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Women’s health and midwifery
Bariatric surgery is an effective means of improving adverse delivery complications in term births
  1. Clare Gordon
  1. College of Nursing, Midwifery and Healthcare, University of West London, London, UK
  1. Correspondence to Mrs Clare Gordon, College of Nursing, Midwifery & Healthcare, University of West London, Reading RG1 7QF, UK; clare.gordon{at}uwl.ac.uk

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Commentary on: Stephansson O, Johansson K, Soderling J, et al. Delivery outcomes in term births after bariatric surgery: population-based matched cohort study. PLoS Med 2018;15:e1002656. https://doi.org/10.1371/journal.pmed.1002656

Implications for practice and research

  • Clinicians need to have a greater awareness of how bariatric surgery can reduce in birth complications and an understanding of the risks that some bariatric surgery presents.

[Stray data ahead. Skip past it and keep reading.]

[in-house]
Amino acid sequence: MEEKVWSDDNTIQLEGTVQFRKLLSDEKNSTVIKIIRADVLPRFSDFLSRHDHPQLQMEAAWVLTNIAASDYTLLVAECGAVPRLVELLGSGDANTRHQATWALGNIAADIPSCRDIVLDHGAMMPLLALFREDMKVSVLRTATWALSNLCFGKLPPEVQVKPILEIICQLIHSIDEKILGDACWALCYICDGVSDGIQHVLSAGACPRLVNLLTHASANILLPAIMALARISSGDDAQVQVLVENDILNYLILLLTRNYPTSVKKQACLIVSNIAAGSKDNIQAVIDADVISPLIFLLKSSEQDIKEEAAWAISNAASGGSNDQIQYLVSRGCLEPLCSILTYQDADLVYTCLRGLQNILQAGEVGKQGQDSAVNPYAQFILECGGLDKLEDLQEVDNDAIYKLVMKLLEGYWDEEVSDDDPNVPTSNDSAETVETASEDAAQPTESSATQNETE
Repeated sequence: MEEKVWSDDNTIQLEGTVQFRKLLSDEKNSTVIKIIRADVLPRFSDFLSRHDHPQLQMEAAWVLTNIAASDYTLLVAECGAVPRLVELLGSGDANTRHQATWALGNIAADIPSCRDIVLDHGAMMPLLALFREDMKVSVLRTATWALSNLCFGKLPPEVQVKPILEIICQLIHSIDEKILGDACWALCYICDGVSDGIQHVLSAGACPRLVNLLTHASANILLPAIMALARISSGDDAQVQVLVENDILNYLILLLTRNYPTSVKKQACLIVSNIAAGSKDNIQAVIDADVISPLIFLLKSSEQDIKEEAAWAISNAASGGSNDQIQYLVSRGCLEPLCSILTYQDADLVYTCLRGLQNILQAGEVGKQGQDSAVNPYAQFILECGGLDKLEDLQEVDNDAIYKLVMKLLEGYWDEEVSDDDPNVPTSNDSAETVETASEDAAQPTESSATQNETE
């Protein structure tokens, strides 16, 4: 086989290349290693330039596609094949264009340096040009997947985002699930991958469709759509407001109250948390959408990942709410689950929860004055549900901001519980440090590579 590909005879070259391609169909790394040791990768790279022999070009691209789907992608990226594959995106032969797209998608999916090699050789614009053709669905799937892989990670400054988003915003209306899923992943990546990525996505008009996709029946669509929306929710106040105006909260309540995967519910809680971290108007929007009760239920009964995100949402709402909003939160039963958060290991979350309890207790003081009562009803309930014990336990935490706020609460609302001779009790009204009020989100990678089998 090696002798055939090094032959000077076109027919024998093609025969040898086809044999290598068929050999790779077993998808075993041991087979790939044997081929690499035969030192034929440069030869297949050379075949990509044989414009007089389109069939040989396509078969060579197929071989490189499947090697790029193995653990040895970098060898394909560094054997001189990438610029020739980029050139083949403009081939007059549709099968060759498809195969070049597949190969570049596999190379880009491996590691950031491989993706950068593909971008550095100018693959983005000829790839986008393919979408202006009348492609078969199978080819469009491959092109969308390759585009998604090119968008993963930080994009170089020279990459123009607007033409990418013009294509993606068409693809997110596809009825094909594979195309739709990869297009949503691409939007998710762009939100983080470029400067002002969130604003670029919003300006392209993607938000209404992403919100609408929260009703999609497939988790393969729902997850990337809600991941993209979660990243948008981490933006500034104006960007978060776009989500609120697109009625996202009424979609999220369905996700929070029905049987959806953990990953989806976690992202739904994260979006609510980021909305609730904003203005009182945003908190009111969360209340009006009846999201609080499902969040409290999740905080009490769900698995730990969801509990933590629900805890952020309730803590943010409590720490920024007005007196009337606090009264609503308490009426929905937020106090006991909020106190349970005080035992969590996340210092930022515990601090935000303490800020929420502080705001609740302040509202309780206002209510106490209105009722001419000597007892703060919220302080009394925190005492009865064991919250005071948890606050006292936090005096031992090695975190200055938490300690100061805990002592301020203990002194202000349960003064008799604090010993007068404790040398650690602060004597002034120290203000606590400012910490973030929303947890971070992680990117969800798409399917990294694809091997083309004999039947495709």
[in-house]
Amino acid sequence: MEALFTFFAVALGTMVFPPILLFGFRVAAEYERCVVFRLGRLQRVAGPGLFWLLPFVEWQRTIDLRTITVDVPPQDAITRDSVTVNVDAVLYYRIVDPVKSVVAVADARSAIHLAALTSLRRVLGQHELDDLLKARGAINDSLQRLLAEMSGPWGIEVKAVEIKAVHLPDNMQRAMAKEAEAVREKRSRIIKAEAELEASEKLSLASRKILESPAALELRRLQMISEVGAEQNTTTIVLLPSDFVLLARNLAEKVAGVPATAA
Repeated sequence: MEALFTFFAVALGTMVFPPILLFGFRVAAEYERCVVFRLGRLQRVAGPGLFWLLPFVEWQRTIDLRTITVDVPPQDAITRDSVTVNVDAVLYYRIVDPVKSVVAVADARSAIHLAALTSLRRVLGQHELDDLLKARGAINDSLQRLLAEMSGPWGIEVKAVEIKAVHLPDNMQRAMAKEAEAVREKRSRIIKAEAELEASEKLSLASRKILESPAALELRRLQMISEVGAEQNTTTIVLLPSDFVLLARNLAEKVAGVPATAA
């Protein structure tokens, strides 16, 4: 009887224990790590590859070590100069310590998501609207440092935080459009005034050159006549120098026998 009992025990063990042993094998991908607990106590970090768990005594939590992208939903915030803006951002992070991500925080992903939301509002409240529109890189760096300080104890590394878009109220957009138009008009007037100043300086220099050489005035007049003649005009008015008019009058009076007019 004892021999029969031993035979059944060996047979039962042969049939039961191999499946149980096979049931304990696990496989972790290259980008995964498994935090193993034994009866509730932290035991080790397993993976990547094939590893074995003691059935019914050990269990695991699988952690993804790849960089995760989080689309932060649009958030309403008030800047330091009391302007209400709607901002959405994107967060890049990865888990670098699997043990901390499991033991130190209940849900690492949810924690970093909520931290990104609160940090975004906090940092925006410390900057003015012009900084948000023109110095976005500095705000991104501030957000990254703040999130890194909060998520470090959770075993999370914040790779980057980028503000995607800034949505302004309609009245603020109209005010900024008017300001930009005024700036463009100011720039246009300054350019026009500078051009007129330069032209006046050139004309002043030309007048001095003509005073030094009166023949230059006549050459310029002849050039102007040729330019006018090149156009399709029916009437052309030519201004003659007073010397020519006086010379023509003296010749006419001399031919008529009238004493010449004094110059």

• Future research should compare women who have had bariatric surgery and have a healthy body mass index (BMI) at the start of a pregnancy with women with healthy BMI who have never had bariatric surgery to highlight the benefits of this surgery.

Context

The prevalence of obesity has continued to rise in almost every country across the globe.1–3 Maternal obesity is linked with severe maternal morbidity and mortality3 and with adverse delivery outcomes.1 3 4 Bariatric surgery is regarded as a very effective …

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